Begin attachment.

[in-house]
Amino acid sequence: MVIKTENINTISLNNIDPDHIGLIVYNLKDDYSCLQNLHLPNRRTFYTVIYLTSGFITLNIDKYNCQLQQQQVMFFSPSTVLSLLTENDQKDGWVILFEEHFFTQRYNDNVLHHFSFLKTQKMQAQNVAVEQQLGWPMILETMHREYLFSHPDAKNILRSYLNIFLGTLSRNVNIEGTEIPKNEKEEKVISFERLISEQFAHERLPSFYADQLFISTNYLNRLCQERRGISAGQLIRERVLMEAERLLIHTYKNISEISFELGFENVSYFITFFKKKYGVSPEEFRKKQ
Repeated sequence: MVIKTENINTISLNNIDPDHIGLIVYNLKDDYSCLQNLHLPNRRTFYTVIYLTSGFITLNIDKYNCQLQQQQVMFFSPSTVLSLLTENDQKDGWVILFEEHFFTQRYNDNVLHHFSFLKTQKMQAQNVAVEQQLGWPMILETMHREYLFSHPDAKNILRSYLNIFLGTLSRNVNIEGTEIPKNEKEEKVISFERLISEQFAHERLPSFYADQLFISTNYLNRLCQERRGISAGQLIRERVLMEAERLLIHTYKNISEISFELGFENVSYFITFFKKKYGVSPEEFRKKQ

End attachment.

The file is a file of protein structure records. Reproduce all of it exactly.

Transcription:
[in-house]
Amino acid sequence: MVIKTENINTISLNNIDPDHIGLIVYNLKDDYSCLQNLHLPNRRTFYTVIYLTSGFITLNIDKYNCQLQQQQVMFFSPSTVLSLLTENDQKDGWVILFEEHFFTQRYNDNVLHHFSFLKTQKMQAQNVAVEQQLGWPMILETMHREYLFSHPDAKNILRSYLNIFLGTLSRNVNIEGTEIPKNEKEEKVISFERLISEQFAHERLPSFYADQLFISTNYLNRLCQERRGISAGQLIRERVLMEAERLLIHTYKNISEISFELGFENVSYFITFFKKKYGVSPEEFRKKQ
Repeated sequence: MVIKTENINTISLNNIDPDHIGLIVYNLKDDYSCLQNLHLPNRRTFYTVIYLTSGFITLNIDKYNCQLQQQQVMFFSPSTVLSLLTENDQKDGWVILFEEHFFTQRYNDNVLHHFSFLKTQKMQAQNVAVEQQLGWPMILETMHREYLFSHPDAKNILRSYLNIFLGTLSRNVNIEGTEIPKNEKEEKVISFERLISEQFAHERLPSFYADQLFISTNYLNRLCQERRGISAGQLIRERVLMEAERLLIHTYKNISEISFELGFENVSYFITFFKKKYGVSPEEFRKKQ